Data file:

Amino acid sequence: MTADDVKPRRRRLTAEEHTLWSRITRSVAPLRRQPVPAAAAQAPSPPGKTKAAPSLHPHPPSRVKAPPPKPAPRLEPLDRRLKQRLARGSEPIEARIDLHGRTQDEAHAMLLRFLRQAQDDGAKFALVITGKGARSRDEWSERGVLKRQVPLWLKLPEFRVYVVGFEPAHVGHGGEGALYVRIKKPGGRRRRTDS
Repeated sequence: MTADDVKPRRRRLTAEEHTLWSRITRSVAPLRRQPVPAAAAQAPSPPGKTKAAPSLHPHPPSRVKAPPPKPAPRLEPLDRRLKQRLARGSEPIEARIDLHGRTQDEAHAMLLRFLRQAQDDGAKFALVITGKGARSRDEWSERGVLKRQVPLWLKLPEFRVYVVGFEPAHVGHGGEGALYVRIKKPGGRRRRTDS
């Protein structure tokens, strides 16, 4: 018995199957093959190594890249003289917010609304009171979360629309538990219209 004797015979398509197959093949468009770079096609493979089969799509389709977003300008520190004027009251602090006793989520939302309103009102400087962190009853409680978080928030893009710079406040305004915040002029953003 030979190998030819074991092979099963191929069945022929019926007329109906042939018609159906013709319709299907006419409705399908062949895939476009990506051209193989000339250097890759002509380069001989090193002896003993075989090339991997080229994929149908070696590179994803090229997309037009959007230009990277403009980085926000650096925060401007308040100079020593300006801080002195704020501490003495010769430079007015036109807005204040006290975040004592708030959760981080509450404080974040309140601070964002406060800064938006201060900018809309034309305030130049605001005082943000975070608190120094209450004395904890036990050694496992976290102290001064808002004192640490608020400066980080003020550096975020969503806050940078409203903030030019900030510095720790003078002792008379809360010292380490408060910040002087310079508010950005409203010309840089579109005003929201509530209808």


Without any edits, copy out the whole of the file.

Amino acid sequence: MTADDVKPRRRRLTAEEHTLWSRITRSVAPLRRQPVPAAAAQAPSPPGKTKAAPSLHPHPPSRVKAPPPKPAPRLEPLDRRLKQRLARGSEPIEARIDLHGRTQDEAHAMLLRFLRQAQDDGAKFALVITGKGARSRDEWSERGVLKRQVPLWLKLPEFRVYVVGFEPAHVGHGGEGALYVRIKKPGGRRRRTDS
Repeated sequence: MTADDVKPRRRRLTAEEHTLWSRITRSVAPLRRQPVPAAAAQAPSPPGKTKAAPSLHPHPPSRVKAPPPKPAPRLEPLDRRLKQRLARGSEPIEARIDLHGRTQDEAHAMLLRFLRQAQDDGAKFALVITGKGARSRDEWSERGVLKRQVPLWLKLPEFRVYVVGFEPAHVGHGGEGALYVRIKKPGGRRRRTDS
């Protein structure tokens, strides 16, 4: 018995199957093959190594890249003289917010609304009171979360629309538990219209 004797015979398509197959093949468009770079096609493979089969799509389709977003300008520190004027009251602090006793989520939302309103009102400087962190009853409680978080928030893009710079406040305004915040002029953003 030979190998030819074991092979099963191929069945022929019926007329109906042939018609159906013709319709299907006419409705399908062949895939476009990506051209193989000339250097890759002509380069001989090193002896003993075989090339991997080229994929149908070696590179994803090229997309037009959007230009990277403009980085926000650096925060401007308040100079020593300006801080002195704020501490003495010769430079007015036109807005204040006290975040004592708030959760981080509450404080974040309140601070964002406060800064938006201060900018809309034309305030130049605001005082943000975070608190120094209450004395904890036990050694496992976290102290001064808002004192640490608020400066980080003020550096975020969503806050940078409203903030030019900030510095720790003078002792008379809360010292380490408060910040002087310079508010950005409203010309840089579109005003929201509530209808």